Take a look around Pollok Park | Burrell Collection
Pollok House Glasgow is one of the City's most visited attractions.
Now, whilst you may well be thinking, what's so good about a house, most of us have a house, that's fair enough, but has your house been standing since the middle of the 18th century and looks just as stunning as it did when it was constructed? Does yours connect a family history that stems back to the 13th century? Does it contain one of the most sought-after art collections in the world and what was thought to have been Scotland's finest library in the 20th century?
If not therefore, and you find yourself wandering about in Glasgow at some point in the future in a tizzy about what to do with your time, take a while to head over here and walk the ancient halls & corners of Pollok House, and join the hundreds of thousands of other folks who do the same each year to appreciate & marvel in its influential place in the history of Scotland.
Aside from being an absolutely exquisite piece of architecture in itself, the house sits within the breathtaking confines of Pollok Country Park, which has been voted the best park in Europe, and is a few minutes walk away from the world famous Burrell Collection (take a peek at both using the links from this page).
So given that I can pretty much guarantee that you'll be completely captivated by each of these attractions if you visit, I'd suggest that you clear an entire day for all three.
The architect of Pollok House is unknown unfortunately, and although a chap called William Adam is commonly understood to have drawn up plans for a similar house in 1737, the style of what was eventually constructed appears to suggest that his plans weren't followed at all.
What you see today is an extension of what was built originally under the watchful eye of Sir John Maxwell, 3rd Baronet. I go into this in more detail on my page about Pollok Country Park. What I'll add to that however, is that it's believed that the stone used to construct the house was the same stone which formed the castles the Maxwells had lived in previously, and that the extension to the original house was designed by Robert Rowand Anderson (whose visionary work you'll also see at Glasgow Central Station Hotel).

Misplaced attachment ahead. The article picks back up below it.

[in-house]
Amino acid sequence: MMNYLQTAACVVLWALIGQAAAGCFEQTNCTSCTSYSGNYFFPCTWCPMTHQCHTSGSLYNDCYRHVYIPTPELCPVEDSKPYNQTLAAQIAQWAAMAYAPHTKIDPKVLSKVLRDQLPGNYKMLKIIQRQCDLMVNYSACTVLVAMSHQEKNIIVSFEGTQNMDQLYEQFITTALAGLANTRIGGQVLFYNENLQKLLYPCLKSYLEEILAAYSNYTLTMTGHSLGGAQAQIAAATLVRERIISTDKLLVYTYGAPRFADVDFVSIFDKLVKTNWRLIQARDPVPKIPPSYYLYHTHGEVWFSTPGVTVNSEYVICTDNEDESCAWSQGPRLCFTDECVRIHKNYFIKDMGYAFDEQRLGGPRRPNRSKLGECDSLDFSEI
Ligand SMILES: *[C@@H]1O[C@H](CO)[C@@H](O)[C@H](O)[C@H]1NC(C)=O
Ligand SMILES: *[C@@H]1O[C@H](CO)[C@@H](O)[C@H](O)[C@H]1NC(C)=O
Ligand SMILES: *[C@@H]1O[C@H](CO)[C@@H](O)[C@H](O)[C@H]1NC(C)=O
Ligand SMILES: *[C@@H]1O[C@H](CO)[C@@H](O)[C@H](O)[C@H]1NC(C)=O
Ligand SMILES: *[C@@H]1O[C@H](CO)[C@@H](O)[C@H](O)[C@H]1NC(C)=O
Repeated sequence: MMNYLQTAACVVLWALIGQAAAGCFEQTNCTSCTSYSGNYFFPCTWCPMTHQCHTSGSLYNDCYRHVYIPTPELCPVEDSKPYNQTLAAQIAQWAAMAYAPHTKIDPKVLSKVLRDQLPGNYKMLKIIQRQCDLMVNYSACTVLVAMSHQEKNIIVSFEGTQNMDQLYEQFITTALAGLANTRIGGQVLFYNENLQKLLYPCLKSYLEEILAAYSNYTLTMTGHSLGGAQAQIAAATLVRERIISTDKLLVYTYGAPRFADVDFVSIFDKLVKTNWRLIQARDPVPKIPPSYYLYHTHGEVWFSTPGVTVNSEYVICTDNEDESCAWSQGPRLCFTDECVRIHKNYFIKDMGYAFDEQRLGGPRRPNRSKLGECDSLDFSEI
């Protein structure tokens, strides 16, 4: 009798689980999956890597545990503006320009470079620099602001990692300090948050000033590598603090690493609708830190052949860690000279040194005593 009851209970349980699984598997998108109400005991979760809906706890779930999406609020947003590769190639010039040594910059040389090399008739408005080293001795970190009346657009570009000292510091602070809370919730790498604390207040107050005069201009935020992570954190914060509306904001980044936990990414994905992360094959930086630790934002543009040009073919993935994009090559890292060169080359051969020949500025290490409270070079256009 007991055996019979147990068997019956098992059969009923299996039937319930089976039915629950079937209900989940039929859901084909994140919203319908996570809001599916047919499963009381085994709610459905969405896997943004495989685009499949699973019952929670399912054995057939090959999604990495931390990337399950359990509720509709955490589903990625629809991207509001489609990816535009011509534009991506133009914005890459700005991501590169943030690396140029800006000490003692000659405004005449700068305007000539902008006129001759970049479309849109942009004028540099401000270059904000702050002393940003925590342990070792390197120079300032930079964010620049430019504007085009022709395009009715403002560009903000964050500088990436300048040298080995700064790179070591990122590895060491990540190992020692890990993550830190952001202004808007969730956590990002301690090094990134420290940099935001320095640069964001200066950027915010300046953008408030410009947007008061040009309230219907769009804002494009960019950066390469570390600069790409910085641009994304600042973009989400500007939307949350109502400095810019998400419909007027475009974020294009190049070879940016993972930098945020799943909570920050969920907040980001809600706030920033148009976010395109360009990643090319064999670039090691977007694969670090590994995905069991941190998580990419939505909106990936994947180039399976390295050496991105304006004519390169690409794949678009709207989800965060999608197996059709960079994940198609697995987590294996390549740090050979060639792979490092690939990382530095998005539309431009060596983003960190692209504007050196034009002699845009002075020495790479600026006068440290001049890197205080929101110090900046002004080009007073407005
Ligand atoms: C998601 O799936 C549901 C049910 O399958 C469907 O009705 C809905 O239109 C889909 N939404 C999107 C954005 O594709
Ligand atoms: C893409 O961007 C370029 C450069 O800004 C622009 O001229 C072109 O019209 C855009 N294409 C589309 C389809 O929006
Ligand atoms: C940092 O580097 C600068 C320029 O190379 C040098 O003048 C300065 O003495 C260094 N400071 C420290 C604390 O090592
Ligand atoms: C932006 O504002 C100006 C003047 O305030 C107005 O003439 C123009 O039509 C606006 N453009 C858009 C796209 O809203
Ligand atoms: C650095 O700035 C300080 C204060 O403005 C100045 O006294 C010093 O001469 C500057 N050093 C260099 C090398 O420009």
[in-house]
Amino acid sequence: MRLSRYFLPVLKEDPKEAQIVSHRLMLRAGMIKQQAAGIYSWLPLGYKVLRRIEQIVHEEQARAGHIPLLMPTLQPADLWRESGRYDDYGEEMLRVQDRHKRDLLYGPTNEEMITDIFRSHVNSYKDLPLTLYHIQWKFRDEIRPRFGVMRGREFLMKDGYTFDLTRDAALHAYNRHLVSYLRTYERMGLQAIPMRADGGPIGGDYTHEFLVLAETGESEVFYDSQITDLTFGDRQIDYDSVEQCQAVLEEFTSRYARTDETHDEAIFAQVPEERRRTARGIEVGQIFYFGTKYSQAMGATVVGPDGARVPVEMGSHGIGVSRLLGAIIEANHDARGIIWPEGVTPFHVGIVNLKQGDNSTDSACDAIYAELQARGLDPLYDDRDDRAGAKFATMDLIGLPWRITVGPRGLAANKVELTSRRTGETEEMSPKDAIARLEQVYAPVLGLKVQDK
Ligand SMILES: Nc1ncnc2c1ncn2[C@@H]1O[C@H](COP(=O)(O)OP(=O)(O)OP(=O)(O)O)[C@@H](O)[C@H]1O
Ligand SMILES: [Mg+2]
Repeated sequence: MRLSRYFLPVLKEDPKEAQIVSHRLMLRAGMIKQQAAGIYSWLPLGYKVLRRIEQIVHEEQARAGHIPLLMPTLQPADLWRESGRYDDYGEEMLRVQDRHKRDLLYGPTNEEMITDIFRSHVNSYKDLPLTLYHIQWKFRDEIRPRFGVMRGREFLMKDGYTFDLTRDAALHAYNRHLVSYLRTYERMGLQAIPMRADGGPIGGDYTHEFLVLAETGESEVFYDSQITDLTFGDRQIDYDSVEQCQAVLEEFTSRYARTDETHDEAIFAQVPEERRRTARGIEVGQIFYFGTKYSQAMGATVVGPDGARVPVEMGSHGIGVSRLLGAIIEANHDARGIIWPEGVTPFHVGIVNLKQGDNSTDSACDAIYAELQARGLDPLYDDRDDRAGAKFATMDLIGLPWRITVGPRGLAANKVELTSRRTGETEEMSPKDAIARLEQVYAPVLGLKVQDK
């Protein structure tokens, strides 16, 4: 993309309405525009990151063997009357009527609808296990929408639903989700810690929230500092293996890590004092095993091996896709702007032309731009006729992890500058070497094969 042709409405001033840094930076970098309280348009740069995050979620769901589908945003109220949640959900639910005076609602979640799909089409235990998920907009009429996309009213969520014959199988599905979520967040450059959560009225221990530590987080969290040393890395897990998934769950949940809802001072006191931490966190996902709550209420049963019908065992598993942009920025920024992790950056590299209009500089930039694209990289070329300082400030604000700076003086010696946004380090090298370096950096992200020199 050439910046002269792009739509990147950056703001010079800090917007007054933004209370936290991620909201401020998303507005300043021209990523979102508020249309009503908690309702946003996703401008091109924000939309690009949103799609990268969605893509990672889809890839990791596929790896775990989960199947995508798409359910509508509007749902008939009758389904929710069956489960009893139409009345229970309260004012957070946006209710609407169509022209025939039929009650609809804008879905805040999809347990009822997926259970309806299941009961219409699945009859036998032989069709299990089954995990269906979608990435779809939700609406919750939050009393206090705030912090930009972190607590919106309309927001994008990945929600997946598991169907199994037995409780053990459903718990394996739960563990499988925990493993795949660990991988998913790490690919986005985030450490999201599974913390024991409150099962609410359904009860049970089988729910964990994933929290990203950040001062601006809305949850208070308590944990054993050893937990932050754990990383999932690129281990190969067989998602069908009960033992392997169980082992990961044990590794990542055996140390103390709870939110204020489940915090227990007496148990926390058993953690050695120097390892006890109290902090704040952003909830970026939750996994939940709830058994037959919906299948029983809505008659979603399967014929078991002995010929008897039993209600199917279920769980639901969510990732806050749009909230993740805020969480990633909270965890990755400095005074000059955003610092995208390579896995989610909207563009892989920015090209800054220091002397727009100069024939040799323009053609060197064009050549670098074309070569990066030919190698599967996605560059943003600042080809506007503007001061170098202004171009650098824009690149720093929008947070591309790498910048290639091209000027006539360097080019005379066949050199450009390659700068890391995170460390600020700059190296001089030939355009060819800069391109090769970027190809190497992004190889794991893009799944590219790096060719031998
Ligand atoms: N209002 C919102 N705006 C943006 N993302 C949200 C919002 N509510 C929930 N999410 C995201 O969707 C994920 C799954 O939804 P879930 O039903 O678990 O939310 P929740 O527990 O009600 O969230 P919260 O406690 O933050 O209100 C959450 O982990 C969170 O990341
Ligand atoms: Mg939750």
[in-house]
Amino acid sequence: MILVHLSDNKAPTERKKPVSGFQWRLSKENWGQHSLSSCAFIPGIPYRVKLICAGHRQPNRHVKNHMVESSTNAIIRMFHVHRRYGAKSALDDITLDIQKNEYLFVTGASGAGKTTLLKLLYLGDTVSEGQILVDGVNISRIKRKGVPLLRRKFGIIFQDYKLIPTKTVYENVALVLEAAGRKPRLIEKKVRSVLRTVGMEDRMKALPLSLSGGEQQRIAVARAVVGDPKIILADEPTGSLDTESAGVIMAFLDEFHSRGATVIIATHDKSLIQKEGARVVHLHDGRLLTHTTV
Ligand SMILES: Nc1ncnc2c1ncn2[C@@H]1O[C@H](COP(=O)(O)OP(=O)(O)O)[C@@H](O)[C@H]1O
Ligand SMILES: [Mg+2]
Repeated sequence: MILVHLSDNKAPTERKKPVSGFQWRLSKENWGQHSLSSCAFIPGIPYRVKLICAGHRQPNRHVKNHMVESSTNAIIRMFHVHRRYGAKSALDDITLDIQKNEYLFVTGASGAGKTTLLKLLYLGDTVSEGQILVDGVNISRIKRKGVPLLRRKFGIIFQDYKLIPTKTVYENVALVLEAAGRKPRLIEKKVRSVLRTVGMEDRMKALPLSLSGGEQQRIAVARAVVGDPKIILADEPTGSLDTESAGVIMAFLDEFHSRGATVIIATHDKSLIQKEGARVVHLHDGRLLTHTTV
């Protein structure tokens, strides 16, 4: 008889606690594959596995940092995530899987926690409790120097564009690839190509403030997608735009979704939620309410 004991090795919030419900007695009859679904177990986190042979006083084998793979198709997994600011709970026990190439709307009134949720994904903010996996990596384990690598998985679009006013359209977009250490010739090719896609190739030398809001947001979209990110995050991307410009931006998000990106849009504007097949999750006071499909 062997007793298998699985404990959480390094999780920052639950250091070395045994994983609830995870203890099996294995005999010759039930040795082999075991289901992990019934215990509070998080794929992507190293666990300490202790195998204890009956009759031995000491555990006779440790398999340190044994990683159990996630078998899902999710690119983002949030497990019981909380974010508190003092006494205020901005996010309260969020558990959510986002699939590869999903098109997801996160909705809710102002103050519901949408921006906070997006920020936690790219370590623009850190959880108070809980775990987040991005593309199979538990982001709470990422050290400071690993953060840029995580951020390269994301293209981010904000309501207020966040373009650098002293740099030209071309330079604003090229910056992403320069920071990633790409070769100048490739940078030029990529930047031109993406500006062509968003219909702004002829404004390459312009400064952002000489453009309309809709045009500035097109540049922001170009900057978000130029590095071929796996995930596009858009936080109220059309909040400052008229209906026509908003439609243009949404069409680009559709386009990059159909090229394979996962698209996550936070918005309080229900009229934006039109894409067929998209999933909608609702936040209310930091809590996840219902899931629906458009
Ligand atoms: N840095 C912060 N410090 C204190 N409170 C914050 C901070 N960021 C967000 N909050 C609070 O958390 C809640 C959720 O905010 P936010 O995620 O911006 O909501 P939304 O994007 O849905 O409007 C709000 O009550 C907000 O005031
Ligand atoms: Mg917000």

The house was adopted as a hospital temporarily in the First World War, and stands within the grounds of the ancient barony of Mearns and Pollok. The earliest known possessor of the barony is thought to have been Roland de Mearns in the 13th century, and the Maxwells came into possession when his heiress, Mary, married Sir Aymer Maxwell of Caerlaverock.
So its ancestry & memory have been coloured magnificently as Scotland has evolved down the centuries, and when you walk through the doors and see the mind-bending astronomical clock from 1764 shine back at you in the corridor stairwell, then breathe silently in the cigar room where in 1931 Sir John Stirling-Maxwell convened the meeting to create the National Trust for Scotland, like me you'll begin to feel a little humbled in your surroundings.
The house was gifted to the City of Glasgow in 1966 by Anne Maxwell Macdonald, the daughter of Sir John, and it was then passed to the National Trust for Scotland in 1998.
The aim of the Trust in presenting Pollok House for your enjoyment, is to present it as a living house & home. So what you'll see is pretty much what it would have been like in the 1930s, and that's probably a good thing for the Maxwells, because I learned recently that whilst most of the house is open to the public, when they're in Glasgow the Maxwells actually still use the house for accomodation (I can't help having images of touring around the house as a visitor and bumping into one of them as they head to the bathroom to brush their teeth!).
A word of warning therefore, when you're visiting make sure you keep behind the ropes - it'd be pretty embarrassing if you walked in on a family get-together!
Pollok House is a pretty remarkable CountryHouse given that even though when you spend some time there you think you're nowhere near a City, in fact Scotland's busiest motorway is just along the road and it'll take you only two minutes to get to the light-absorbing beast of Silverburn Shopping Centre!
It's open every day apart from Christmas & Boxing Day and the first two days of the year, and entry's free to the downstairs Servants' Quarters and only few pounds will get you upstairs in the summer.
All year round though there's a huge number of outstanding events laid on at Pollok House. My personal favourite's in December, when they deck each room in fabulous Christmas trimmings from different eras, making it look wonderfully like the massive log-fired house at the end of Miracle on 34th Street, and Mrs. Claus herself is invited to spend some time with the kids, which I can guarantee comes across as completely unlike the cheap commercialism you'll witness in most of the Santa's Grottos thrown up everywhere at this time. They also pack the house with traditional gifts & antiques, a fantastic seasonal menu in the restaurant, and dotted about all over the place you'll catch the Pollok Teddy Bears playing games of hide & seek with you!